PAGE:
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Reverse Racism is Still Racism

Derek Jiang

In To Kill a Mockingbird, Harper Lee uses Atticus as a manifestation of her


views on racism. Atticus is a man of humility and justice, and through the trial of
Tom Robinson, he is shown to fight for the ideals that he upholds, even if its a
losing battle. Racism is simply prejudice against a person of another place of origin,
or the singling out of people based on ethnicity. The articles Law to Segregate
Omaha Schools Divides Nebraska by Sam Dillon and Reverse Racism, or How the
Post Got to Call the Kettle Black by Stanley Fish oppose the ideals of Harper Lee;
instead of trying to promote equality, the ideals of the articles only promote more
racism. The first article talks about Ernie Chambers, a man who supports
resegregation, and the second article talks about the idea of reverse racism. Both
articles talk of fixing mistakes of the past, by reiterating them. As George Santayana
said, "Those who cannot remember the past are condemned to repeat it."
In "Law to Segregate Omaha Schools Divides Nebraska," Ernie Chambers is
trying to promote resegregation, because he believes it will give blacks a fair
learning oppourtunity, but instead it will only create racial tension and promote
even more racism. By resegregating the schools, Ernie will reverse 100 years of
progress. Isolation from other races means more ignorance and prejudice, leading to
more and more hatred. As Rosa Parks stated, Racism is still with us. But it is up to
us to prepare our children for what they have to meet, and, hopefully, we shall
overcome. Lee would strongly oppose Ernie Chambers, as she did not just believe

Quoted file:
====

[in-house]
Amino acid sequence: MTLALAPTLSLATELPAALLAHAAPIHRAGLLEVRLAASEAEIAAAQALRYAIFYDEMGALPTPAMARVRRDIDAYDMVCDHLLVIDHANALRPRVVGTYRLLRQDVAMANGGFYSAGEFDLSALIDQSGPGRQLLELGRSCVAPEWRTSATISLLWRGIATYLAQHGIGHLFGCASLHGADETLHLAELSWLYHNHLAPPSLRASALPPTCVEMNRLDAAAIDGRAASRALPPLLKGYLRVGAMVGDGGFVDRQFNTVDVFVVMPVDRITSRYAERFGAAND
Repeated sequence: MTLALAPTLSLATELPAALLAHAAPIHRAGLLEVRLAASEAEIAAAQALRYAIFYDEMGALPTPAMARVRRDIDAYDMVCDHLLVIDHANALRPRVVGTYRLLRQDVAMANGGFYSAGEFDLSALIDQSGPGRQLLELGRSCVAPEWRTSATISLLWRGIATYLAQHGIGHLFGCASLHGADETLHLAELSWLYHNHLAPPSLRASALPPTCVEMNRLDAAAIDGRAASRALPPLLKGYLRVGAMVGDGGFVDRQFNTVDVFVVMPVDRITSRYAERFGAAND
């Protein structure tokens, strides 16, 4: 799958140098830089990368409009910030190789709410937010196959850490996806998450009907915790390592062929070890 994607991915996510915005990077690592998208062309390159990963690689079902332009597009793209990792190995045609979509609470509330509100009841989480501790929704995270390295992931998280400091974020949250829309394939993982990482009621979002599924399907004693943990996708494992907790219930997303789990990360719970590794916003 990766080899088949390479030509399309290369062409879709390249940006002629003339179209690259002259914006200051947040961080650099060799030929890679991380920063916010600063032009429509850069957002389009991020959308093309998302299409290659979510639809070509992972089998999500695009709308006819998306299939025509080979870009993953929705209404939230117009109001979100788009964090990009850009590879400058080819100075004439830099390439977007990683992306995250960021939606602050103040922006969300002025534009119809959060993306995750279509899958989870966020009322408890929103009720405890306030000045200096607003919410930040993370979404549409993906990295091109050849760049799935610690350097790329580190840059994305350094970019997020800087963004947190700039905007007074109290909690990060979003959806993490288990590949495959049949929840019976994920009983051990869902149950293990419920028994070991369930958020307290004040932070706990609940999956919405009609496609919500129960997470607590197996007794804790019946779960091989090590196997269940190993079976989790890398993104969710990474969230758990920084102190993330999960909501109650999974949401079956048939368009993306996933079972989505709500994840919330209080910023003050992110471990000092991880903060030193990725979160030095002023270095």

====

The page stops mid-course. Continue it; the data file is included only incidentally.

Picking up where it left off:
that blacks were to be treated the same, but everyone should be treated equal, and
no one should be discriminated by colour.
In Reverse Racism, or How the Post Got to Call the Kettle Black, Stanley Fish
argues that the privileges that the blacks get from affirmative action are not as bad
as the privileges that the whites got back in the 1900s. Fish states that, "the playing
field is already tilted in favor of those by whom and for whom it was constructed in
the first place." Fish uses the example of the SAT, where whites and Asians who got
higher scores were not let in, while blacks who got lowers scores were admitted.
The SAT does not measure ones intelligence, but rather their socio-economic
background. Those who were sent to an SAT prep school will obviously do better
than a person who did not. Lee would argue that instead of trying to make up for
the disadvantages, we should instead make sure that the disadvantages arent
there at all. Instead of piling more fixes on top of the stack, perhaps we should
remove them outright.
Resegregation and affirmative action both attempt to fix a problem by
repeating the problem again. Harper Lee would state that instead of fixing the
problem, they would in fact make it much worse. Reverse racism is still racism, and
to fix a problem by stacking more problems onto it will not help. But Lees ideals are
perhaps idealistic, and not everyone will be an Atticus, a man of justice, but
perhaps we can use him as a guide, and seek for equality rather than revenge. As
Harper Lee herself stated in her book, The one place where a man ought to get a

Reverse Racism is Still Racism

Derek Jiang

square deal is in a courtroom, be he any color of the rainbow, but people have a
way of carrying their resentments right into a jury box (295).